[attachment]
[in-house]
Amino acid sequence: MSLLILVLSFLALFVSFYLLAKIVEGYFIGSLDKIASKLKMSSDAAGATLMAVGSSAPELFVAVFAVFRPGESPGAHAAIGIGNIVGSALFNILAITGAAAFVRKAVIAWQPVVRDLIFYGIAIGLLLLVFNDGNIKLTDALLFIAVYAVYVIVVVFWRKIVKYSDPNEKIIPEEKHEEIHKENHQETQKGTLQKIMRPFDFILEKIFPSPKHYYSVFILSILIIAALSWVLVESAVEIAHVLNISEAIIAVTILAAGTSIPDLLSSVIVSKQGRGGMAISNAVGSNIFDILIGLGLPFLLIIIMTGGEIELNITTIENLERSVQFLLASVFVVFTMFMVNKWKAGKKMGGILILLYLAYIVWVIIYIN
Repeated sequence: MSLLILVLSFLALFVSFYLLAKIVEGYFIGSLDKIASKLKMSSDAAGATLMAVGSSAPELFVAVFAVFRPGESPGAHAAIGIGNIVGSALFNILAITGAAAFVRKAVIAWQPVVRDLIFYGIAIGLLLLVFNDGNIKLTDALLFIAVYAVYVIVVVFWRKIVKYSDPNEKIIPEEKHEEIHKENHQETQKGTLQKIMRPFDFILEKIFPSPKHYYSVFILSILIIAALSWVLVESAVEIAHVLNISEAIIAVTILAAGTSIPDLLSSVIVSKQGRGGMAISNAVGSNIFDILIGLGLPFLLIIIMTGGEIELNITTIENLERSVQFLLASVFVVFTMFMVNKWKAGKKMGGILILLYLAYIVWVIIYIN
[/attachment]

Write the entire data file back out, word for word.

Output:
[in-house]
Amino acid sequence: MSLLILVLSFLALFVSFYLLAKIVEGYFIGSLDKIASKLKMSSDAAGATLMAVGSSAPELFVAVFAVFRPGESPGAHAAIGIGNIVGSALFNILAITGAAAFVRKAVIAWQPVVRDLIFYGIAIGLLLLVFNDGNIKLTDALLFIAVYAVYVIVVVFWRKIVKYSDPNEKIIPEEKHEEIHKENHQETQKGTLQKIMRPFDFILEKIFPSPKHYYSVFILSILIIAALSWVLVESAVEIAHVLNISEAIIAVTILAAGTSIPDLLSSVIVSKQGRGGMAISNAVGSNIFDILIGLGLPFLLIIIMTGGEIELNITTIENLERSVQFLLASVFVVFTMFMVNKWKAGKKMGGILILLYLAYIVWVIIYIN
Repeated sequence: MSLLILVLSFLALFVSFYLLAKIVEGYFIGSLDKIASKLKMSSDAAGATLMAVGSSAPELFVAVFAVFRPGESPGAHAAIGIGNIVGSALFNILAITGAAAFVRKAVIAWQPVVRDLIFYGIAIGLLLLVFNDGNIKLTDALLFIAVYAVYVIVVVFWRKIVKYSDPNEKIIPEEKHEEIHKENHQETQKGTLQKIMRPFDFILEKIFPSPKHYYSVFILSILIIAALSWVLVESAVEIAHVLNISEAIIAVTILAAGTSIPDLLSSVIVSKQGRGGMAISNAVGSNIFDILIGLGLPFLLIIIMTGGEIELNITTIENLERSVQFLLASVFVVFTMFMVNKWKAGKKMGGILILLYLAYIVWVIIYIN